John Walton's NIVAC (2001) is thought by many to be one of the better expositional/applicational Genesis commentaries. The strength of this series is tracing out how to bridge the gap between the original meaning and contemporary application, and those who do it well have produced some very good volumes, especially in the Old Testament. Walton is one of the editors of the series, and he has a better idea than some contributors of what the series was supposed to be like. Also, one of his scholarly strengths is ancient near eastern background, including literary genre. I've looked at it a little bit, and what I've seen has mostly been good. The original meaning section is pretty light, though, as is typical of this series. My biggest complaint has been Walton's endorsement of Walter Kaiser's view of Old Testament interpretation that there can be no truth expressed in a biblical passage unless the original human author intended it, which leads him to ignore many fruitful avenues of New Testament connections with Genesis.
Allen Ross has written an excellent guide to expositors who want to teach through the book of Genesis, called Creation and Blessing: A Guide to the Study and Exposition of Genesis (1988). The introduction deals with the source-critical issues, but you won't see those issues much in the main body of the book. He doesn't see it as a commentary so much as an aid to thinking through how to teach the book, but a lot of commentating gets done along the way, and what I've read of it is indeed very helpful, especially on theology. It won't be very useful for academic work. Walton and Sailhamer are more up-to-date, but Allen is up to something a little different from either of them. Ross has a similar book on the exposition of Leviticus and a commentary in the EBC on Proverbs, which is on the verge of publication in its revised form as I write this. See also the forthcoming commentaries below for the upcoming CBC by Ross.
Derek Kidner's TOTC (1967) is getting very out-of-date now, but Kidner is so good that I had to mention it. This is a pretty brief volume, even by the Tyndale series' standards, but Kidner is a master of working a lot of excellent reflection into a compressed space. In some ways he's both more imaginative and more careful than most of the more detailed commentaries you'll find in this list. It won't be much help on issues of language or text, and it will be no help on recent scholarly issues.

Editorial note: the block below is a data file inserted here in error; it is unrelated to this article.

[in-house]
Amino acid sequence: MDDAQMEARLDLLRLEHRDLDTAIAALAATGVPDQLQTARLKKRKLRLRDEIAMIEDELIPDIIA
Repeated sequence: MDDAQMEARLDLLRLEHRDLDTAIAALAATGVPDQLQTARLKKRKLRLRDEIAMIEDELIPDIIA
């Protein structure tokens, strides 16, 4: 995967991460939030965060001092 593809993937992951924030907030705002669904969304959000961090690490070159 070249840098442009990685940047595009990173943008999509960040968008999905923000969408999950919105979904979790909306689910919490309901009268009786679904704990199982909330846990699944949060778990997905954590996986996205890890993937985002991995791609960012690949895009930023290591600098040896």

Walter Brueggemann's Interpretation (1982) is especially interesting in a number of ways. Brueggemann is know for challenging tradition, and this commentary is no exception. He's very passionate about a number of things, some of which will be more welcomed by those toward the leftward end of biblical interpretation. He will challenge your preconceptions about the text no matter where you stand, however, and while I often don't agree with his views about the nature of scripture or with some of his political conclusions, I think it's worth a look to find insights you might not see elsewhere, and some of the assumptions he challenges are well worth challenging but still uncomfortable for many to move away from (e.g. Western, upper-class, holier-than-thou approaches). Brueggemann tends to be better than most with literary observations. He always has an eye out for the practical import of the text in contemporary society. Though he accepts a fragmented approach to the origins of the text, he does not spend much time analyzing its development but simply looks at the text as we have it.
Terence Fretheim's NIB (1994) is pretty much in the same category as Brueggeman's commentary above. The two of them are probably the biggest heroes of popular-level commentary writing for what some call the religious left. Fretheim is an open theist, and I think that mars his work considerably. Others, of course, will find that welcome. He certainly does reflect on biblical theology, though, and that's something a lot of critical scholars don't do as much of. He might be somewhat less critical on other issues than much of mainstream biblical scholarship, however. This volume begins with some essays on the Bible as an introduction to the series. I would describe them as moderately-critical in perspective. It also includes Brueggeman on Exodus and conservative evangelical Walter Kaiser on Leviticus. The price for each volume in this series is quite high, but this is one volume where all the commentaries might be worth having.
John Hartley's NIBC (2000) has received favorable enough reviews for me to include it here, even though I've not seen the book myself. Hartley is something of a moderate evangelical. I generally like his Leviticus WBC and Job NICOT. This series tends to be very brief on exposition, with some scholarly endnotes that I expect are unreadable to a popular audience, so I've never been sure who the audience is supposed to be. It's got too little detail to be used for serious scholarship, but the scholarly footnotes give far more detail than is necessary for an exposition. He defends idiosyncratic views about the structure of Genesis and of individual passages. He gives arguments for the authenticity of the patriarchal narratives and for a Mosaic role in the book. The volumes in this series are very inexpensive, so it's a nice, cheap additional resource if you just want one other perspective to balance out some other volumes.